California budget confronts climate change, homeless, crime
SACRAMENTO, Calif. (AP) — California Gov. Gavin Newsom on Monday proposed a $286.4 billion budget that sets off months of budget talks with his fellow Democrats, who control the state Legislature, before the new fiscal year begins July 1.
Newsom focused much of his budget proposal on some of the state’s biggest issues — climate change, homelessness, education, abortion, high-speed rail, the pandemic, crime.
Newsom wants to spend $22.5 billion over the next five years to fight climate change and protect communities most at risk from changing weather patterns.
About $15 billion would go to climate-related transportation projects such as helping low-income people purchase electric cars; expanding charging infrastructure in disadvantaged neighborhoods and helping schools buy electric buses.
Newsom also proposes to release $4.2 billion in bond money for the controversial high-speed rail project that advocates say will eventually reduce greenhouse gas emissions. Assembly Democrats stalled the funding last year.
Another $2 billion would boost clean energy development and storage, along with another $465 million over three years to create new jobs and training centers for displaced oil industry workers.
Newsom wants to spend $750 million to improve water efficiency, limit damage to fish and wildlife, and conserve water. He’d also spend $175 million on projects designed to lessen the effects of extreme heat.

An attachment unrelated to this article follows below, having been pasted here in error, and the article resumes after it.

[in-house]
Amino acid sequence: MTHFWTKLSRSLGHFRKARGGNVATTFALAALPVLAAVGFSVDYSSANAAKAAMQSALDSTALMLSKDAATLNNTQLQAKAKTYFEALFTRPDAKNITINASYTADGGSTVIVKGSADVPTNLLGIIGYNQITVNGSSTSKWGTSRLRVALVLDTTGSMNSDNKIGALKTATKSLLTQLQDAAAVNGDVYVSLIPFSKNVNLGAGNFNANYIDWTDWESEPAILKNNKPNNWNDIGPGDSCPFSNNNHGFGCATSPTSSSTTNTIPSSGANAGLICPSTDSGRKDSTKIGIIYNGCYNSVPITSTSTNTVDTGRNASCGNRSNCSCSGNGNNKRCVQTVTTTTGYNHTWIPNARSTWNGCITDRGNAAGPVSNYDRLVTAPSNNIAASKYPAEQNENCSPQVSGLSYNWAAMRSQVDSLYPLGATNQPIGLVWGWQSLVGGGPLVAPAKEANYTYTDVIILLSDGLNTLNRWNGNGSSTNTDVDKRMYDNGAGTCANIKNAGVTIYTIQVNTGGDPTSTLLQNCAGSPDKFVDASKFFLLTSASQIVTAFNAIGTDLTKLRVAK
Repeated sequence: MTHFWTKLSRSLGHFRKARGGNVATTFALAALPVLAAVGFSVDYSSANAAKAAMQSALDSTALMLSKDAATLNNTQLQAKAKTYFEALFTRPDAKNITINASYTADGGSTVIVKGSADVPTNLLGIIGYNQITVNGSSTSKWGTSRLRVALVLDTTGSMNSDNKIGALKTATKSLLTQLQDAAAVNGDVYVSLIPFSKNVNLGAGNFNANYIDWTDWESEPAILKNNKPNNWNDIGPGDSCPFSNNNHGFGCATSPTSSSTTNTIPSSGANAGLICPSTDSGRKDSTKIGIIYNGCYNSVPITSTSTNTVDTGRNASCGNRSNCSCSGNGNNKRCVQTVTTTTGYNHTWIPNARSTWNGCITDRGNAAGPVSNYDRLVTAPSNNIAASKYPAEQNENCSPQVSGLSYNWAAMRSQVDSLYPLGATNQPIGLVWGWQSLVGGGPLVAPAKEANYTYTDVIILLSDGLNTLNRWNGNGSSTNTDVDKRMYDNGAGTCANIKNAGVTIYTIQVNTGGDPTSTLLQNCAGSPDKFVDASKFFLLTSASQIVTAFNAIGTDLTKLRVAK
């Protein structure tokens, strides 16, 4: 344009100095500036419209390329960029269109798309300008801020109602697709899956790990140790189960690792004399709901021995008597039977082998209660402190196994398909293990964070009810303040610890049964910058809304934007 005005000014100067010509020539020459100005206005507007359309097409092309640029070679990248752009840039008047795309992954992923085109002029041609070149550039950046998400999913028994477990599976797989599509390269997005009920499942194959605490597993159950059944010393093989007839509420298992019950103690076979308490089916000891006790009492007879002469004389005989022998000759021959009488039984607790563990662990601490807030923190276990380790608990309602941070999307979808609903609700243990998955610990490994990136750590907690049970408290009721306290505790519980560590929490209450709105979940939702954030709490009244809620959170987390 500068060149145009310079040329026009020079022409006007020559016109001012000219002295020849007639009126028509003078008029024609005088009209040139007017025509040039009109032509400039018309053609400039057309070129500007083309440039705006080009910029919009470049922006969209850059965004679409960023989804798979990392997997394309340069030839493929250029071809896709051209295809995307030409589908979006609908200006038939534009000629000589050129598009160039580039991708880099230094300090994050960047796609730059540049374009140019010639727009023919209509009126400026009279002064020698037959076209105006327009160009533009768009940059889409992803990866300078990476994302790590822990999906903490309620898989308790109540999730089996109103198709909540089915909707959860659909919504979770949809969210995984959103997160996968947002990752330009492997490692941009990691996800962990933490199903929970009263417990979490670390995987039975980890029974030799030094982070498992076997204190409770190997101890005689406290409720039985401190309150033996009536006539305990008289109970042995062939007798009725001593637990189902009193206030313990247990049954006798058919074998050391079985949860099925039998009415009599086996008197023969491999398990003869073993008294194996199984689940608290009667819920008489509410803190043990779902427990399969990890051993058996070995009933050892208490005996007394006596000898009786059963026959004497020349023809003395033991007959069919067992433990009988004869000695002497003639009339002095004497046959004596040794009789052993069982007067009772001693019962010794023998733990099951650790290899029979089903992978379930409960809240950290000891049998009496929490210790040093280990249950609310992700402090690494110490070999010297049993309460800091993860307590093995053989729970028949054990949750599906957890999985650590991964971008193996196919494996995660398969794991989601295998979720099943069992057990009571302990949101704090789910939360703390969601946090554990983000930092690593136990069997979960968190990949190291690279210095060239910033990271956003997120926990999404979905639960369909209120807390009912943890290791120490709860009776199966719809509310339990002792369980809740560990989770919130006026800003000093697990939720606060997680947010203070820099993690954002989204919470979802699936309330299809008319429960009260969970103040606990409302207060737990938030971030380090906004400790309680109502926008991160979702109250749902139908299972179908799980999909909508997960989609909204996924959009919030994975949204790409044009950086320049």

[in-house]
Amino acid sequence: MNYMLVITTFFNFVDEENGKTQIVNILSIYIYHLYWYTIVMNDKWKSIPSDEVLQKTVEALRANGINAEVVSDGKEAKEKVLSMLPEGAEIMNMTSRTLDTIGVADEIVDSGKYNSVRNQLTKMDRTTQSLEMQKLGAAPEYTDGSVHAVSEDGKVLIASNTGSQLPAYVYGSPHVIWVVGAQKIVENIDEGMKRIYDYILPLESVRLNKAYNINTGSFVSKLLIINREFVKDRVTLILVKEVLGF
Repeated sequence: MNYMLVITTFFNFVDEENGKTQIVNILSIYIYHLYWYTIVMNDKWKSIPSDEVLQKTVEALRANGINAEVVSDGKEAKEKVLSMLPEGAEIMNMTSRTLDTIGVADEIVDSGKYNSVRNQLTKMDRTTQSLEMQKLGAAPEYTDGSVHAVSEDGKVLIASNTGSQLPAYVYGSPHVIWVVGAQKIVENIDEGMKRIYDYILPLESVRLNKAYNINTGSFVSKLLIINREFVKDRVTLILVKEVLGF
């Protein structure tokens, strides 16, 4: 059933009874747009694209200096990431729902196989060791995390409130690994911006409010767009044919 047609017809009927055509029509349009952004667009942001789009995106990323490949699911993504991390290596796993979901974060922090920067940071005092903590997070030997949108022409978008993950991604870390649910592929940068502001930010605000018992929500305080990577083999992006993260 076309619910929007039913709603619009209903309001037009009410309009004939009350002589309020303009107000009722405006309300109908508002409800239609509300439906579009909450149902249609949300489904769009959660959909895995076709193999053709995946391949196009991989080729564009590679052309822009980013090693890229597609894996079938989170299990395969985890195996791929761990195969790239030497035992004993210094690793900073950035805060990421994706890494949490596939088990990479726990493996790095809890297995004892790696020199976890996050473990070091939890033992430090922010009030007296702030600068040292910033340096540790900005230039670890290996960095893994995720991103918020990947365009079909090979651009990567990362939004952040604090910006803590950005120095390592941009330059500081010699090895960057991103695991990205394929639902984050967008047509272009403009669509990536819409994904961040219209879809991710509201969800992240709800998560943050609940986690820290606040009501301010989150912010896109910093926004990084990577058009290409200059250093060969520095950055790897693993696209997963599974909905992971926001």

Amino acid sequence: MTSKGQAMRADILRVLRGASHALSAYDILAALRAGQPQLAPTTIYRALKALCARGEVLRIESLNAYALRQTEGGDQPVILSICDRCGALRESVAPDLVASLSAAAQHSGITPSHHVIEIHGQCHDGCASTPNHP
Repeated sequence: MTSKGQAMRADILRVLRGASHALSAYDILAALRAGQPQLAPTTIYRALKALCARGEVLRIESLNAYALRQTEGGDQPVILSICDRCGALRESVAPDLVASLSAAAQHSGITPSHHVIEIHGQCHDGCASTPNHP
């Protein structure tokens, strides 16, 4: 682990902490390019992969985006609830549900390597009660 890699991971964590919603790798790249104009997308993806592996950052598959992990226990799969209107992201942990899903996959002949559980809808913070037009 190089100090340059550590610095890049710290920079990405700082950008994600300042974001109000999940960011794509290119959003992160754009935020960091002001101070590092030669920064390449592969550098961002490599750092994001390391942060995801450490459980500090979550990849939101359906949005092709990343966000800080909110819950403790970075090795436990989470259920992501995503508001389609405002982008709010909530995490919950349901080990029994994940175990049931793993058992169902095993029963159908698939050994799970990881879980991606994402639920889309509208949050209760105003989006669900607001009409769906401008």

After consecutive record-setting wildfire seasons the past two years, the governor proposed a nearly 20% increase in the budget for the Department of Forestry and Fire Protection.
Spending would increase from $3.1 billion approved last year to $3.7 billion and add more than 1,200 new CalFire positions. It would also include $400 million to be spent to improve the health of firefighters who have been on the front lines during the lengthy seasons.
About $150 million would be spent to buy 14 new water-dropping helicopters and $35 million to buy new fire engines and bulldozers. Another $175 million would be spent toward replacing or improving aging fire stations and air bases, part of a 5-year plan.
CalFire’s budget would fund about a third of the proposed $1.2 billion to be spent over two years on efforts to manage forests to decrease fire risk.
Newsom proposed spending another $2 billion on homelessness on top of the $12 billion in last year’s budget.
This time he’s focusing on people struggling with mental health illnesses or drug and alcohol addiction. A quarter of an estimated 161,000 homeless in California have a severe mental illness.
The proposed budget includes $1.5 billion for housing to get people off the streets and into treatment, such as tiny homes or other transitional shelters.
Newsom also wants $500 million for cities and counties to find housing for people now living alongside highways and medians. Advocates for the homeless say dismantling such encampments without providing actual housing for people is just harassment.
California taxpayers already pay for the health care of low-income young adults and people 50 and over who are living in the country illegally. Now, Newsom wants the state to pay the health care expenses for every low-income adult in the state regardless of their immigration status. The plan would cost about $2.2 billion per year and would begin in January 2024.